January 25, 2013

Unlocking your smartphone will be illegal starting next week

Starting next week, it will be illegal to unlock your smartphone without permission from the carrier from whom you purchased the device.

In October 2012, the Library of Congress determined that unlocking a smartphone without carrier permission violated the Digital Millenium Copyright Act and was therefore illegal.

Following its decision, the Library of Congress issued a 90 day window in which smartphones could be purchased and unlocked. The LOC’s window ends on January 26, at which time unlocking your smartphone could move forward with criminal charges.

The new rules from the Library Of Congress  proclaim that it is legal to jailbreak smartphones, but it is illegal to jailbreak tablets and illegal to unlock phones without first receiving permission from the original wireless carrier.

Most networks will allow for legal unlocking of a smartphone after 90 days of use; however, those rules could change now that obtaining unlock codes will become illegal.

Some wireless customers will not be affected by the new unlocking laws. For example, Verizon CDMA based phones come with unlocked SIM card slots for GSM networks. Case in point, the iPhone 5 is unlocked upon purchase in order to work on worldwide networks outside of Verizon’s US based CDMA network.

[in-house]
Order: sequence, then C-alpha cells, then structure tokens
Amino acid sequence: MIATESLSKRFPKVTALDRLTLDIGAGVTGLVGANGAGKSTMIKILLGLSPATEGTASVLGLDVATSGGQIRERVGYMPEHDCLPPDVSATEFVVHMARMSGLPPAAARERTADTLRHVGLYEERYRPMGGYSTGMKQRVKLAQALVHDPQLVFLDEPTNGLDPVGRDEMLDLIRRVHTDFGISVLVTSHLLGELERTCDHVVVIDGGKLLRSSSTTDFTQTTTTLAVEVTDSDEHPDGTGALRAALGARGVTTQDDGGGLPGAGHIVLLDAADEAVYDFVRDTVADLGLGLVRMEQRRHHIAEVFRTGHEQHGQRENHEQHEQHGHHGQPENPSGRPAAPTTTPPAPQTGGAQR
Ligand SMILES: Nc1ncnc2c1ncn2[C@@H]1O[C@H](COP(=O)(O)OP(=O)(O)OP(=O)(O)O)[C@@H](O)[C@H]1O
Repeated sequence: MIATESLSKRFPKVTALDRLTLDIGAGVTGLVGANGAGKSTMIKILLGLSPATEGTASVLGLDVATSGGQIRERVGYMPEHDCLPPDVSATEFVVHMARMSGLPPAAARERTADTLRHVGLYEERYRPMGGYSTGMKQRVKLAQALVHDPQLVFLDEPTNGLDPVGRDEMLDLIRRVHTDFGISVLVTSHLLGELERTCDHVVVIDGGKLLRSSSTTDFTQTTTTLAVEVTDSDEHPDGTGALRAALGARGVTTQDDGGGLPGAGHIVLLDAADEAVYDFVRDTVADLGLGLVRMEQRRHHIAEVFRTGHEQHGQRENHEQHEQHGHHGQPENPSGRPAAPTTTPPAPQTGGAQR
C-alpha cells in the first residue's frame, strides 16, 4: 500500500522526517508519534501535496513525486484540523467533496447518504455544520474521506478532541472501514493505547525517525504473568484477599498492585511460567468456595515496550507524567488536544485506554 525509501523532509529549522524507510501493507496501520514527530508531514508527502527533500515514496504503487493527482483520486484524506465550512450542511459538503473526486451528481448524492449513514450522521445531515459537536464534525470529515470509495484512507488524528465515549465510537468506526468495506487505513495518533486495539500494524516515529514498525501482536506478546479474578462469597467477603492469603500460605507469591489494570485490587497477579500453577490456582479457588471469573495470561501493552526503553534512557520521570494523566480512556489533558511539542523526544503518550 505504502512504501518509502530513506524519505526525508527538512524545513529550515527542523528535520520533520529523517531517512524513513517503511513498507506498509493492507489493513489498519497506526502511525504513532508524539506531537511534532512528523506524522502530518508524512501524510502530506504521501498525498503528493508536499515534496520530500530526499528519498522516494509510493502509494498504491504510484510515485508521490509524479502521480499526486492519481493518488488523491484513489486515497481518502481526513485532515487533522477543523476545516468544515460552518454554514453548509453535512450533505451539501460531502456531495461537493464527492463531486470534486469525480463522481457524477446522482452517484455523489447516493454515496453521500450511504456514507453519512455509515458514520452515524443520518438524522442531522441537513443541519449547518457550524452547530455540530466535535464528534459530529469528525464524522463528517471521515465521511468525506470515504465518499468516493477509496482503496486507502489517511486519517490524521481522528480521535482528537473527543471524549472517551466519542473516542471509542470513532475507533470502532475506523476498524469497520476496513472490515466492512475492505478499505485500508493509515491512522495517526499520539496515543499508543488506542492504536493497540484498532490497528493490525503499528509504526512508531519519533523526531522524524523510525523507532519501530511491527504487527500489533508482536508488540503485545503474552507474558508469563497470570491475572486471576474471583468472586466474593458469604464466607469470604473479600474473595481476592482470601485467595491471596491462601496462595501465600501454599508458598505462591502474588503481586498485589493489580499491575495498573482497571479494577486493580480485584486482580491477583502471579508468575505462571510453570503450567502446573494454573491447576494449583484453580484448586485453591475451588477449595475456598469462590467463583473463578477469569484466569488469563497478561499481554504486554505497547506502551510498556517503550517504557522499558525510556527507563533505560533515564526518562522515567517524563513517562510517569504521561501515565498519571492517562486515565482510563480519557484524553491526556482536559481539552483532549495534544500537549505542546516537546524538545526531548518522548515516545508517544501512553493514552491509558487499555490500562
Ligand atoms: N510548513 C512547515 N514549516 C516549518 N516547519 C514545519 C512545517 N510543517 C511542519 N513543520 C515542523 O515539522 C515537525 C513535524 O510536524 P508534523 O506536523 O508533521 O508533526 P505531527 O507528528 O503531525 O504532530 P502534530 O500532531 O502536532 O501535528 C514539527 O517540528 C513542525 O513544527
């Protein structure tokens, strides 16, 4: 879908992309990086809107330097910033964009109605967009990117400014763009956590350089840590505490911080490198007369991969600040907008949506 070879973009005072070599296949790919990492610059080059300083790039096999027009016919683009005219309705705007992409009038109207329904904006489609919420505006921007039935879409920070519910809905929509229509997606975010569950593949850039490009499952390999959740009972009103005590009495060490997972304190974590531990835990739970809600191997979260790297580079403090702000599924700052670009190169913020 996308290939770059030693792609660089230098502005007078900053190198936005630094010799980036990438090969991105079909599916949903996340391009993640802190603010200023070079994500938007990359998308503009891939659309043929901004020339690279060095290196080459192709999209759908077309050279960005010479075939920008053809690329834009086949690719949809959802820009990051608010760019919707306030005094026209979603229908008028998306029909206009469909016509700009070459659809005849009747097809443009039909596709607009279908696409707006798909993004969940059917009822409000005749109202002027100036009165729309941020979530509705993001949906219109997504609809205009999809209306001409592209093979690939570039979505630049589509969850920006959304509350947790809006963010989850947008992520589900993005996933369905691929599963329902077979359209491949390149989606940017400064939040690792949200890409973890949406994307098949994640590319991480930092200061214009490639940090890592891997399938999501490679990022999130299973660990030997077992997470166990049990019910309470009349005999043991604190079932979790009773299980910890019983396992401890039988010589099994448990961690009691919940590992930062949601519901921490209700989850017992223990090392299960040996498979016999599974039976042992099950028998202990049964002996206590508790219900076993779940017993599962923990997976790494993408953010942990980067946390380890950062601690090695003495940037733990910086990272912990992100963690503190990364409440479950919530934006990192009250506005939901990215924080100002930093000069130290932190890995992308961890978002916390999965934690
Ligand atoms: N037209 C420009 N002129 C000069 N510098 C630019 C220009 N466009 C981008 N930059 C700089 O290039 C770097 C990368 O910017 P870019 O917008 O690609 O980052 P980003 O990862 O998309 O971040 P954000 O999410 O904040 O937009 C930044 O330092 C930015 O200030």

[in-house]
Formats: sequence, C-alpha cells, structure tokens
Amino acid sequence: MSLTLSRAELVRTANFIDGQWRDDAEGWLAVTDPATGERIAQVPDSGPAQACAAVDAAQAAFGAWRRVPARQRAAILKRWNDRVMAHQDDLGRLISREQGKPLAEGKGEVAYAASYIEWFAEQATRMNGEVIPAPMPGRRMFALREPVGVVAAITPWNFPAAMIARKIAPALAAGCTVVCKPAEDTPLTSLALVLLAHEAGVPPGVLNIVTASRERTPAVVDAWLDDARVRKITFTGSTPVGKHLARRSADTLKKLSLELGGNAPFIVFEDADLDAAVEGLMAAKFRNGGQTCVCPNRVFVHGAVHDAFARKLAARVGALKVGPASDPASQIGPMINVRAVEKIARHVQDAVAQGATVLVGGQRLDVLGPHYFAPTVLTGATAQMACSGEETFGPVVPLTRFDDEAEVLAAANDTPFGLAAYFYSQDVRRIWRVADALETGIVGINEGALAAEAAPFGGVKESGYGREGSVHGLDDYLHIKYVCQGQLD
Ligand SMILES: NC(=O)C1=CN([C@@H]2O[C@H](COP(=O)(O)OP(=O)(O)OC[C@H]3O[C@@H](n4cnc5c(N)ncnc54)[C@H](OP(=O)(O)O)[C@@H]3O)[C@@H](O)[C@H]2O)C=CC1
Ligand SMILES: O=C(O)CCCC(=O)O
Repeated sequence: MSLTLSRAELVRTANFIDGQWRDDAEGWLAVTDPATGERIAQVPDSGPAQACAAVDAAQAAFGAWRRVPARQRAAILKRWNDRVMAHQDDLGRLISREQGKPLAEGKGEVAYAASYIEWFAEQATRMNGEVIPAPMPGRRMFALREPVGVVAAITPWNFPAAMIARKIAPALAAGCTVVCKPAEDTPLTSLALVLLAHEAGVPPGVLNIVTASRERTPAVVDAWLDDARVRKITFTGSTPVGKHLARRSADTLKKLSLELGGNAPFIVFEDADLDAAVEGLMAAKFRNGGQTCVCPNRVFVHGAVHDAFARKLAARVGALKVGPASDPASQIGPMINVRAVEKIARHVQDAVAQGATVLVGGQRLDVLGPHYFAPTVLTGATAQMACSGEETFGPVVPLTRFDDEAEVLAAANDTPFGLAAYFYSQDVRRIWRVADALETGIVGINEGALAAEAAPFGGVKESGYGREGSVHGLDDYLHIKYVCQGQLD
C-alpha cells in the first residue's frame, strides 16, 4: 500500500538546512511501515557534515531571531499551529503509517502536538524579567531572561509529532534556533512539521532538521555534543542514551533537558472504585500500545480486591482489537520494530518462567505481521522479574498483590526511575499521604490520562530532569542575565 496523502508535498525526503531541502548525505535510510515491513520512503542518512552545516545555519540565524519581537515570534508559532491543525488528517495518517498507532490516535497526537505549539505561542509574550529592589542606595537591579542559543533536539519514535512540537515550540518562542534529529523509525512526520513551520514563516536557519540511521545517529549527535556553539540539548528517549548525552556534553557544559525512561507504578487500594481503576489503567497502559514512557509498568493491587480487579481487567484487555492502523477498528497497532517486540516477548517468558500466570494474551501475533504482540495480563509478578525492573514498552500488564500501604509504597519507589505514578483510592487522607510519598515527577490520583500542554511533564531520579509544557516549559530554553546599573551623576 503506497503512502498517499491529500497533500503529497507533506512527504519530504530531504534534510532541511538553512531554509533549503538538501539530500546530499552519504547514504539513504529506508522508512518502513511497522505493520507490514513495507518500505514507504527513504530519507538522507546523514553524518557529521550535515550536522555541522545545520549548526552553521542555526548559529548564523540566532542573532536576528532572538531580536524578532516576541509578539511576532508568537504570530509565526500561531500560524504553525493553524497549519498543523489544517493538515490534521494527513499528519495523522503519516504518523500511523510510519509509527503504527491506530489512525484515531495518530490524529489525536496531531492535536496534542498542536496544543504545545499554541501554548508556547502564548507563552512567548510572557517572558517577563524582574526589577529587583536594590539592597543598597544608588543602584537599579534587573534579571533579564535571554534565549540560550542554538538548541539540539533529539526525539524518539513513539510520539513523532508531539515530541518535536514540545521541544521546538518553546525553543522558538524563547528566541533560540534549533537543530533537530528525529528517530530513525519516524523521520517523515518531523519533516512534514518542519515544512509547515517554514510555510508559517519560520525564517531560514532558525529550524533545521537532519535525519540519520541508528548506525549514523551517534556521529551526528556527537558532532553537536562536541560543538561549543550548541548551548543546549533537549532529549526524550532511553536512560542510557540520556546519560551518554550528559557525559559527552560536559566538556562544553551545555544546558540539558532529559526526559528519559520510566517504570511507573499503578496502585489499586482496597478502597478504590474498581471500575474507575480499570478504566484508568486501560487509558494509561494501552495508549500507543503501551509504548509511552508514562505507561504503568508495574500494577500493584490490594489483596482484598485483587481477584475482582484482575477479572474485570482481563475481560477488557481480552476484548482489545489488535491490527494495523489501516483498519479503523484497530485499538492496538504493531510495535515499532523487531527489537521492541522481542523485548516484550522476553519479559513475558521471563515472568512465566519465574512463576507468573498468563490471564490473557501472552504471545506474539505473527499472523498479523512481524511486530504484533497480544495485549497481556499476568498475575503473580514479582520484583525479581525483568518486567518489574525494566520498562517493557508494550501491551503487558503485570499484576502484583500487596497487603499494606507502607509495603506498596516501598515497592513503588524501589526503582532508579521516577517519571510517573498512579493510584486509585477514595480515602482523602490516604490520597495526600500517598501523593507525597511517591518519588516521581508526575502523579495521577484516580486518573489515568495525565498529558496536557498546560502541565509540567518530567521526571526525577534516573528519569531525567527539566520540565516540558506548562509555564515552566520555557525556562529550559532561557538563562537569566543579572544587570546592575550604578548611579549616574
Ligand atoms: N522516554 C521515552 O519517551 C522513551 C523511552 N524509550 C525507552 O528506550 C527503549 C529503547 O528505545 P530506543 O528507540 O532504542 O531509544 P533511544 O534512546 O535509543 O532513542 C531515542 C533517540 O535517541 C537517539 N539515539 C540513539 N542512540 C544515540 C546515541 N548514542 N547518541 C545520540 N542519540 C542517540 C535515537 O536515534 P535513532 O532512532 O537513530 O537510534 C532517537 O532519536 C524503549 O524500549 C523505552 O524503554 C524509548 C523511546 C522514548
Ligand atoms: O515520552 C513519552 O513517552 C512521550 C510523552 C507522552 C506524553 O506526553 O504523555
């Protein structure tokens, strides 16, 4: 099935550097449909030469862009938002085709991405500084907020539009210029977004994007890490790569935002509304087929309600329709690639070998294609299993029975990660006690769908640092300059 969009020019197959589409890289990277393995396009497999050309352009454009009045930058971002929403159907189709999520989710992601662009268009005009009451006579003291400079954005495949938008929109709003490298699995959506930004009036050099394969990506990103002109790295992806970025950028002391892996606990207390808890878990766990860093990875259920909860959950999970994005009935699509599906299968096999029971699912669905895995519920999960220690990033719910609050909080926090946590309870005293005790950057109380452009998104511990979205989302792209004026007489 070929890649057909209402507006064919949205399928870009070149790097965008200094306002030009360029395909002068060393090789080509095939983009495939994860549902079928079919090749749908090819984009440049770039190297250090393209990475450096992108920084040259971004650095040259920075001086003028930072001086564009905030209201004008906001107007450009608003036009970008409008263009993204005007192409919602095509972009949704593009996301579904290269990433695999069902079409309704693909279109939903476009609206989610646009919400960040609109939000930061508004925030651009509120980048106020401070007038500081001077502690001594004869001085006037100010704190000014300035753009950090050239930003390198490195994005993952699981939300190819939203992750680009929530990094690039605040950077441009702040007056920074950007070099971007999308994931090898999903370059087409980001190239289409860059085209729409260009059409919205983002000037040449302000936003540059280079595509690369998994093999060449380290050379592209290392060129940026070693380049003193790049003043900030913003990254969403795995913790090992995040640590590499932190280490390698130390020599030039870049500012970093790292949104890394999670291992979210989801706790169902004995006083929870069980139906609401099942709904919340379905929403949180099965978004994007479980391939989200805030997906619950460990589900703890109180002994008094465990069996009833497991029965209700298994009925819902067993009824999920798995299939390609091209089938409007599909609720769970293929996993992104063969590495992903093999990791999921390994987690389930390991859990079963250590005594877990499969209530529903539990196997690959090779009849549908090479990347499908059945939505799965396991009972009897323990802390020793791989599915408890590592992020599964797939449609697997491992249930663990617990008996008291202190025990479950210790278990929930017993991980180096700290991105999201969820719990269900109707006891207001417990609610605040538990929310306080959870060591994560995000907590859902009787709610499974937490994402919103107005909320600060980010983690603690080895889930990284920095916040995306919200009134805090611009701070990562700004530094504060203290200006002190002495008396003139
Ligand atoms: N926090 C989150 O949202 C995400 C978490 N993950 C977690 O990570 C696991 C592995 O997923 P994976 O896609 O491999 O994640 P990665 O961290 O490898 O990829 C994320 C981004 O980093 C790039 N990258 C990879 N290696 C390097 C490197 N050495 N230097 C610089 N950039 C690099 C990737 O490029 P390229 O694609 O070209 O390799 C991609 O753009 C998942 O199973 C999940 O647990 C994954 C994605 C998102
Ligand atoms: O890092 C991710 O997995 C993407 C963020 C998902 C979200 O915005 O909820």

Most wireless carriers choose to lock their smartphones in order to retain customers.
You may recall that, back in 2010, it was ruled that the DMCA did not cover the unlocking of smartphones. In order to make the act of smartphone unlocked illegal, the Library of Congress needed to enact new rules.

Do you think wireless carriers should back off and allow users to unlock their smartphone as they see fit? Or should cell phone locking not exist in the first place?

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